Preseem is a Quality of Experience (QoE) monitoring and optimization platform that leverages highly granular and frequent network telemetry to find network problems that negatively affect the subscriber experience. This post outlines a real-world WISP network configuration problem that was detrimental to the subscriber experience and was identified by Preseem.
We are currently working with a WISP customer to roll-out Preseem in their network. One of the first things we observed was that the percentage of retransmitted or out of order TCP segments in the network was much higher than what is typical for WISP networks.
The chart above shows the percentage of TCP segments that were retransmitted or delivered out-of-order and also shows the dramatic change once the underlying issue was fixed.
To explain out of order delivery, TCP will be used throughout the rest of this post but note that out of order packets negatively impact most other types of traffic as well. In TCP terms, the unit of transmission is called a segment.
TCP, the most common transport protocol, is a reliable byte stream protocol. That is, it delivers an ordered byte stream from one application to another. Since packet networks are inherently lossy, TCP compensates for this by adding a sequence number to every segment sent. This allows the receiving end to ask for missing segments and reconstruct the order if the segments get reordered in the network.
Being able to quickly respond to loss is critical to TCP performance and is accomplished through techniques like Fast Retransmit. Unfortunately, these and other techniques interact poorly with a network that delivers packets out of order. A quick search finds many articles that explain the impacts of packet reordering on TCP flows. At a high level, packet reordering causes:
- Delayed delivery of data to applications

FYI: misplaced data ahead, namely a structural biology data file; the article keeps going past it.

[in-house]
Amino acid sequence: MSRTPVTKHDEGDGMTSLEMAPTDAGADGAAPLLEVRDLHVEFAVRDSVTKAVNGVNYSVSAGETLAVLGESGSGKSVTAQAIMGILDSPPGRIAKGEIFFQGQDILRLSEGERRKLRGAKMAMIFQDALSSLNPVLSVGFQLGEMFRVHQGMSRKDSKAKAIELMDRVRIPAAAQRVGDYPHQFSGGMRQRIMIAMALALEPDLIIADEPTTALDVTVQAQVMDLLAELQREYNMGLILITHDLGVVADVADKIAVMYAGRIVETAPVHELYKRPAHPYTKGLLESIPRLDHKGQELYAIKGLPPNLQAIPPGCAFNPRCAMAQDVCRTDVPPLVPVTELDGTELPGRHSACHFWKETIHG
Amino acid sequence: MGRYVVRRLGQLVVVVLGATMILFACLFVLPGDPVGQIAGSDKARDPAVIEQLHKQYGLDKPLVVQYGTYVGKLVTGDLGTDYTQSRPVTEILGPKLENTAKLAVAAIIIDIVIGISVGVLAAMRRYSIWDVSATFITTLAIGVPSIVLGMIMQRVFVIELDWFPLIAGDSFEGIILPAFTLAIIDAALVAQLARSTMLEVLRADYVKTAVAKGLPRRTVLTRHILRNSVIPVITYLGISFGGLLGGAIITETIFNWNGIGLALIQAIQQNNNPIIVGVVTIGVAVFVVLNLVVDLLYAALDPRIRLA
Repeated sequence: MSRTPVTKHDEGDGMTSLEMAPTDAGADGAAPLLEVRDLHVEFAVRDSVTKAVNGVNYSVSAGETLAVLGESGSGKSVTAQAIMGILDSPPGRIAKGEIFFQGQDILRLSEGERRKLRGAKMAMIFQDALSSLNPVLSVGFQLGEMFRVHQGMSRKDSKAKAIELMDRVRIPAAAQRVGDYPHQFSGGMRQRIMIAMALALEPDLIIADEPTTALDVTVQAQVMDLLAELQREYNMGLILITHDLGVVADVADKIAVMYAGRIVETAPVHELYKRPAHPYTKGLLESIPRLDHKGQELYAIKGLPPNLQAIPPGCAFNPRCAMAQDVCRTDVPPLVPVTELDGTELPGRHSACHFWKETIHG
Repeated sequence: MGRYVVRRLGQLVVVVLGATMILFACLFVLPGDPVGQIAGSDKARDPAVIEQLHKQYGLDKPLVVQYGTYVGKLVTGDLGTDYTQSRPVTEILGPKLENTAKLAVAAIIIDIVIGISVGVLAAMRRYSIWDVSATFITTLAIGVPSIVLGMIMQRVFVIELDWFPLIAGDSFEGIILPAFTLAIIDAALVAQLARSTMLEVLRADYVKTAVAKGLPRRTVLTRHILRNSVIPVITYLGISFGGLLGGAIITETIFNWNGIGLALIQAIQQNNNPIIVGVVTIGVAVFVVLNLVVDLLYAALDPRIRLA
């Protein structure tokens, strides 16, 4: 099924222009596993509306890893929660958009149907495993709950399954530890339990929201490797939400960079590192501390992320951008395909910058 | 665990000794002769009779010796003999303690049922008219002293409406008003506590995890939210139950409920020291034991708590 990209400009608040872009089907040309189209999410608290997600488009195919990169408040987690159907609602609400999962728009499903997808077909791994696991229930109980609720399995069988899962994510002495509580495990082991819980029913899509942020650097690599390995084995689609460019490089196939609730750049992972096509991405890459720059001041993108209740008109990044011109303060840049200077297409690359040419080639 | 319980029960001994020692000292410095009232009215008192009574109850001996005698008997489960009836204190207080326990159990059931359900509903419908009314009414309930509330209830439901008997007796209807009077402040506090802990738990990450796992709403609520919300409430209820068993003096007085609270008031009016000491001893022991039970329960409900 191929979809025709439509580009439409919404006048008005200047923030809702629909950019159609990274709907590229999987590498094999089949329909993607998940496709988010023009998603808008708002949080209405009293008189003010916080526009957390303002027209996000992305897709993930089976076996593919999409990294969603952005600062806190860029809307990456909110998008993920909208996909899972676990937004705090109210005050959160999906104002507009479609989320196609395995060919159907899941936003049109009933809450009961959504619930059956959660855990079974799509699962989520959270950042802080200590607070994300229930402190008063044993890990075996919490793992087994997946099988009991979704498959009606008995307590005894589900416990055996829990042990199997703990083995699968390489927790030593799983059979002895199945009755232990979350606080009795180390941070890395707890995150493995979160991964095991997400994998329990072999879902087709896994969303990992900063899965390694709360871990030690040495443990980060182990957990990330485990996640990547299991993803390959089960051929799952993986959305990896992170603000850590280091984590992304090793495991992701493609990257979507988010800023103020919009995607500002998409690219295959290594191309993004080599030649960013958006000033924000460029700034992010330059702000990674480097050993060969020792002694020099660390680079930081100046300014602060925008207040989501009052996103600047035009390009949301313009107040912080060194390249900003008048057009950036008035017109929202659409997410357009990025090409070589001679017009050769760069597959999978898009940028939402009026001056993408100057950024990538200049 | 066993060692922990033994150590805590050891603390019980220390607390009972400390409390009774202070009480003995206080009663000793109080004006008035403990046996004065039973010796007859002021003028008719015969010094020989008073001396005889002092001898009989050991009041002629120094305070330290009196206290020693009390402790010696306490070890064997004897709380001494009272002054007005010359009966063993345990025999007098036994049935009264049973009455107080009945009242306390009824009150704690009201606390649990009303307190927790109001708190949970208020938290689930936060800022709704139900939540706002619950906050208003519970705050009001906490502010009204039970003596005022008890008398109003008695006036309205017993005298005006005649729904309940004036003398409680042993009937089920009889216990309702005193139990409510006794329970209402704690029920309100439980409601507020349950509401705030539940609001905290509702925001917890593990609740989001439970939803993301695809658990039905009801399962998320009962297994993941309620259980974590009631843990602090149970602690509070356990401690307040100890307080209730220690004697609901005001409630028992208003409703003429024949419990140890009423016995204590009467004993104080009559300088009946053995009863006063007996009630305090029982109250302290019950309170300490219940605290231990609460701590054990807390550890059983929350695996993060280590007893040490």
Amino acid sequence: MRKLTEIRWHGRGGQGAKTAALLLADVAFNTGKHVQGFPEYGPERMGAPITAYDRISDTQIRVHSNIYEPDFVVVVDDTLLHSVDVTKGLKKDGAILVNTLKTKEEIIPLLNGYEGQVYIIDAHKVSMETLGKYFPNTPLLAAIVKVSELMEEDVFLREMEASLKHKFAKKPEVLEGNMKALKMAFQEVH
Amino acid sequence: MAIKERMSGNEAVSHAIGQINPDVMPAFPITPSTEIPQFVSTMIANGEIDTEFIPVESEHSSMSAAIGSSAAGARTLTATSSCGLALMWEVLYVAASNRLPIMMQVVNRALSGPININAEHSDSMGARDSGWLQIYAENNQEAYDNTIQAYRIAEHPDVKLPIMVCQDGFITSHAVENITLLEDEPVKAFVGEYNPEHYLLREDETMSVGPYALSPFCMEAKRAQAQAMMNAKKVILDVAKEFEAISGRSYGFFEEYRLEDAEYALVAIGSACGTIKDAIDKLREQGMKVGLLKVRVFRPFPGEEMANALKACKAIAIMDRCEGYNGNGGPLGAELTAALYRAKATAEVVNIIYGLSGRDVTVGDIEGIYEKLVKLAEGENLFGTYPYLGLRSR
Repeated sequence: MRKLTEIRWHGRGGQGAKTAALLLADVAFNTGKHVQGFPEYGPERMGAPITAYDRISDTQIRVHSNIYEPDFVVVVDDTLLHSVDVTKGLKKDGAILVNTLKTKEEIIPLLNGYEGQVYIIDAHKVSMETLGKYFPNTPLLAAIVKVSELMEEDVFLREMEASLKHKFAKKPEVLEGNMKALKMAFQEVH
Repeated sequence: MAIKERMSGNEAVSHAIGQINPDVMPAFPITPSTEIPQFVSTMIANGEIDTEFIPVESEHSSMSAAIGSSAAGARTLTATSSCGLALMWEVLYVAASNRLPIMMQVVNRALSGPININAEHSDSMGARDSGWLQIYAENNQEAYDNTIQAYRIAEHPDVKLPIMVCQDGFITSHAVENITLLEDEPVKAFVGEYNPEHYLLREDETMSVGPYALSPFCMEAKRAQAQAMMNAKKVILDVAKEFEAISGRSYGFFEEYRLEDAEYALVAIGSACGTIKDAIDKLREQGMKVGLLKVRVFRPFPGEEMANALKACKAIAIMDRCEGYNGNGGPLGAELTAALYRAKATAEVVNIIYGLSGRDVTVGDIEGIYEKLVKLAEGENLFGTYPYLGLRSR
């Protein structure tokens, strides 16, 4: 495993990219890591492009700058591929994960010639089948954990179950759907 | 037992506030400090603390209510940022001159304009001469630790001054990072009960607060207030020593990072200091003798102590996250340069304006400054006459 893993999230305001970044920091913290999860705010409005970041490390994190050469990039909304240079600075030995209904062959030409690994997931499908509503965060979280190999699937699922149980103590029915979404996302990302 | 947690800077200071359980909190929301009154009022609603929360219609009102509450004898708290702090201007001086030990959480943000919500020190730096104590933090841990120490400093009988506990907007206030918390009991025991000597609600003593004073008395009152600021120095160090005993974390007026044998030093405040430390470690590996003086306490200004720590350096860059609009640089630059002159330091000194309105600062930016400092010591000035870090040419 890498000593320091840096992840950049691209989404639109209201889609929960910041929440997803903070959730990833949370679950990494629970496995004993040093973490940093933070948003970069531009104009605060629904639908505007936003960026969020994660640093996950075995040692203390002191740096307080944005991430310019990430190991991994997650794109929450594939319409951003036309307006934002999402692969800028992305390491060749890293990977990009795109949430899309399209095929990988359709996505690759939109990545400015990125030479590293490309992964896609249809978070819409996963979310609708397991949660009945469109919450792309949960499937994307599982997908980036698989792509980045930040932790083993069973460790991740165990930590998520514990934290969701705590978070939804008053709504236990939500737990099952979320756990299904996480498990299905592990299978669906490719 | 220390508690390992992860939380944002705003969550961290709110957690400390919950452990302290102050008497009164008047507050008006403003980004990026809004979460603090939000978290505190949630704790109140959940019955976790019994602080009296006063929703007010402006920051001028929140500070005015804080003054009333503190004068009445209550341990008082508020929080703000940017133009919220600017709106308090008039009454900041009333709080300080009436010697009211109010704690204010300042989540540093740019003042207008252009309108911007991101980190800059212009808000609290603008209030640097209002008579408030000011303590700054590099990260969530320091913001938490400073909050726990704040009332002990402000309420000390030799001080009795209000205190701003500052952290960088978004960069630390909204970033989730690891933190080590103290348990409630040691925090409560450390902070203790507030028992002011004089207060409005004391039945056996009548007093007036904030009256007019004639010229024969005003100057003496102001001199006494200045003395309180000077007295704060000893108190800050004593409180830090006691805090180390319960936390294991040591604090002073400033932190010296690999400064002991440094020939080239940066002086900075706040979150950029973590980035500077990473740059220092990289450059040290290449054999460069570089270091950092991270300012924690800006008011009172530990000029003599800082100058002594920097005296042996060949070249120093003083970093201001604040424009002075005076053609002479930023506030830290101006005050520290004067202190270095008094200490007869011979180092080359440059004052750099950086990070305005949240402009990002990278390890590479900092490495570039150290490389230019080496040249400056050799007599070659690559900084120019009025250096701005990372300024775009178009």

- Unnecessary retransmissions
The end result is higher application latency and lower throughput to the end subscriber – hence a poorer subscriber experience.
There are two main primary causes of packet recording: route changes and flow unaware parallelism.
Many networks are built with redundant network paths – obviously, this is a good thing. When there is a failure or policy change, the path that communication between two particular end nodes use may change. While the network converges on the new path, packets from the same flow can take different paths. This leads to packet reordering at the end host but this is typically a short-lived phenomenon.
Flow unaware parallelism is typically the source of persistent packet reordering. The canonical example of this is bonded network interfaces between two switches or routers.
Bonding interfaces is often desirable when the total traffic exceeds the capacity of a single link. The problem occurs when the outgoing link of a bonded pair is chosen by a simple algorithm such as round-robin. That is, packet 1 goes to link 1, packet 2 goes to link 2, packet 3 goes to link 1, repeat. In this case, packets from a single flow take a different, albeit very similar path to the end node. Given variations such as packet size and buffer utilization, this can result in a surprising amount of packet reordering. Even more insidiously, packet reordering can occur within a single device (router, switch) when packets are processed different processors or NICs. In both cases, the solution is to do flow aware load balancing. That is, all packets for a given flow are sent to a single link or processor. This is often accomplished by hashing fields of the packet header.
Indeed, the source of the high percentage of out of order TCP segments in this WISP network was bonded Ethernet interfaces that didn’t have consistent flow hashing configured. It took a bit of investigation by the customer to determine the troublesome devices but Preseem made the probably painfully apparent within minutes of being deployed.
To find out how your network configuration impacts your subscriber quality of experience, contact us for a free 30-day trial of Preseem.